Touching gaming moments that nearly brought us to tears

In the past, video games were fairly simple and presented objectives that could easily be completed with the right amount of practice and skill. If you won, you'd feel good. If you lost, you'd feel bad but then try again. As the medium matured and the technology used in gaming advanced, so did the quality of the games and range of emotions that we could derive from them. These days, it's not unheard of to get smacked in the face with "the feels" from a game. With that in mind, we've come up with a list of gaming moments that almost had us leaking from the eyes. Get the tissues ready, because you just might start bawling. And, it should go without saying, spoilers are definitely ahead.

Suikoden II - Nanami's death

In Suikoden II, you go on a journey that transforms you from a young soldier in training to the leader of a kingdom stuck in a battle between nations while an ancient evil threatens to tear the land asunder. You meet lots of possible party members (106 of them, to be exact), who help you run your kingdom or fight. One of these members happens to be your sister, Nanami, who supports you from the very beginning and cheers you on as you build up your kingdom. She quickly becomes one of the best characters you can bring into battle and a beloved member of the community. It is a shame then, that she ends up dying towards the climax of the game if certain conditions are unfulfilled. As Nanami died in the main characters arms, we could feel ourselves awash with the feels. Time to load an earlier save and try to keep her alive! 

Mass Effect 3 - Finding Mordin's Datapad

The Mass Effect series is one of the triumphs of modern gaming, giving us an engrossing sci-fi story and some very memorable characters. Choices that you make directly affect the outcome of certain events, and in one of them, a member of your team named Mordin either gets killed or sacrifices himself trying to save an entire race of aliens. He was a strange fellow but a brilliant scientist and a fan of show tunes. In the Citadal DLC for Mass Effect 3, you can stumble across a datapad he left behind, which is full of his recordings. It's comforting to hear his voice again after his death and more than a little poignant to hear him sing a song that resembles "Amazing Grace.” We're not crying, you're crying!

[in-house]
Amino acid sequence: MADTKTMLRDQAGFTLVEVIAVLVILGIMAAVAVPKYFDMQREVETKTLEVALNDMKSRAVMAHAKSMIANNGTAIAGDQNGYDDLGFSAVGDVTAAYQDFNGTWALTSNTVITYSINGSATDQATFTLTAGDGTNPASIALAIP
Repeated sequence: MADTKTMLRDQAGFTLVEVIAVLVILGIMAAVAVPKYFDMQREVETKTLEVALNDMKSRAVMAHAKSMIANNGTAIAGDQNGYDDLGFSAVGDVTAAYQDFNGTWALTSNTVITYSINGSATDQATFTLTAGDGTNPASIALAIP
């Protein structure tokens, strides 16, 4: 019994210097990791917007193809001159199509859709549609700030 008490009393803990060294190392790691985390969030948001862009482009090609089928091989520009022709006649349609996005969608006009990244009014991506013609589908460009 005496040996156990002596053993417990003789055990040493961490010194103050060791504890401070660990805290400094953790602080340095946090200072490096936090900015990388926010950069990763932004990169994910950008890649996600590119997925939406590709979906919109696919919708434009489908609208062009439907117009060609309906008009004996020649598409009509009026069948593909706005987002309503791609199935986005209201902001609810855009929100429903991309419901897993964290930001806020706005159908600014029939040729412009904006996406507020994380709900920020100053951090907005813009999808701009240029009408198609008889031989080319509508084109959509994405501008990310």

Telltale's The Walking Dead - Lee's death

Lee Everett, the hero of the tale, had only one objective when it came to the zombie apocalypse: make sure the little girl, Clementine, survives. Whether he was protecting her from harm, teaching her how to survive, or acting as a surrogate parent, Lee always had Clem's best interest at heart. You could see how close they got over the course of Season One's five episodes, making for a very formidable, if not wholly unconventional team of survivors. That's why it's all the more devastating when Lee gets bit by a zombie at the end of the penultimate episode, only to shamble around while running on empty in Episode Five, trying to get Clem back to her parents. When he's spent and makes his final exchanges with Clem, he does all he can to impart knowledge to her that he knows will help her stay alive. And when he draws his last breath, we feel just as alone and scared as Clem does. 

Metal Gear Solid 3: Snake Eater - In Memory of a Patriot, Who Saved the World